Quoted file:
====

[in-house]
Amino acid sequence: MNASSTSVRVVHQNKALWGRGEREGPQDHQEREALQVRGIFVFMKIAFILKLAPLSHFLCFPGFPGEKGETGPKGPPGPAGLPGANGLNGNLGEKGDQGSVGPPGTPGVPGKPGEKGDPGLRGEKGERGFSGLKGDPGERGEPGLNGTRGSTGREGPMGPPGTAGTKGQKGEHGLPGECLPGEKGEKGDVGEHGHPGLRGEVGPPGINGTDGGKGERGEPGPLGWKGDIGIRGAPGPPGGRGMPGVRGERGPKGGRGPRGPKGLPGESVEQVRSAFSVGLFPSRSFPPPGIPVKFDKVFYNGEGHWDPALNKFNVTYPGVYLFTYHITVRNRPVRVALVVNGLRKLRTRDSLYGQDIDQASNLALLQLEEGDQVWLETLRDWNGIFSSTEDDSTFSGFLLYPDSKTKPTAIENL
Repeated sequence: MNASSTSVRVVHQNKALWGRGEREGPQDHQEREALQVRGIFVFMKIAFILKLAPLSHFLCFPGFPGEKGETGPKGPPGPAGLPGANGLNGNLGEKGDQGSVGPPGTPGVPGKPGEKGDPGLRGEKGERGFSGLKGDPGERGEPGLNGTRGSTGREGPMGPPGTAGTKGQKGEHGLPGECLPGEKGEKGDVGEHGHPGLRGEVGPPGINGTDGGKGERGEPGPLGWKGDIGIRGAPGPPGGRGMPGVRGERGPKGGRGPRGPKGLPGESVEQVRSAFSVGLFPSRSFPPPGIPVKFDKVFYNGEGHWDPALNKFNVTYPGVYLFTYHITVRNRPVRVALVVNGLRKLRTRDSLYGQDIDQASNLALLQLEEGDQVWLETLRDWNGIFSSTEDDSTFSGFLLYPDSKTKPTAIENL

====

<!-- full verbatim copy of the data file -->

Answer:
[in-house]
Amino acid sequence: MNASSTSVRVVHQNKALWGRGEREGPQDHQEREALQVRGIFVFMKIAFILKLAPLSHFLCFPGFPGEKGETGPKGPPGPAGLPGANGLNGNLGEKGDQGSVGPPGTPGVPGKPGEKGDPGLRGEKGERGFSGLKGDPGERGEPGLNGTRGSTGREGPMGPPGTAGTKGQKGEHGLPGECLPGEKGEKGDVGEHGHPGLRGEVGPPGINGTDGGKGERGEPGPLGWKGDIGIRGAPGPPGGRGMPGVRGERGPKGGRGPRGPKGLPGESVEQVRSAFSVGLFPSRSFPPPGIPVKFDKVFYNGEGHWDPALNKFNVTYPGVYLFTYHITVRNRPVRVALVVNGLRKLRTRDSLYGQDIDQASNLALLQLEEGDQVWLETLRDWNGIFSSTEDDSTFSGFLLYPDSKTKPTAIENL
Repeated sequence: MNASSTSVRVVHQNKALWGRGEREGPQDHQEREALQVRGIFVFMKIAFILKLAPLSHFLCFPGFPGEKGETGPKGPPGPAGLPGANGLNGNLGEKGDQGSVGPPGTPGVPGKPGEKGDPGLRGEKGERGFSGLKGDPGERGEPGLNGTRGSTGREGPMGPPGTAGTKGQKGEHGLPGECLPGEKGEKGDVGEHGHPGLRGEVGPPGINGTDGGKGERGEPGPLGWKGDIGIRGAPGPPGGRGMPGVRGERGPKGGRGPRGPKGLPGESVEQVRSAFSVGLFPSRSFPPPGIPVKFDKVFYNGEGHWDPALNKFNVTYPGVYLFTYHITVRNRPVRVALVVNGLRKLRTRDSLYGQDIDQASNLALLQLEEGDQVWLETLRDWNGIFSSTEDDSTFSGFLLYPDSKTKPTAIENL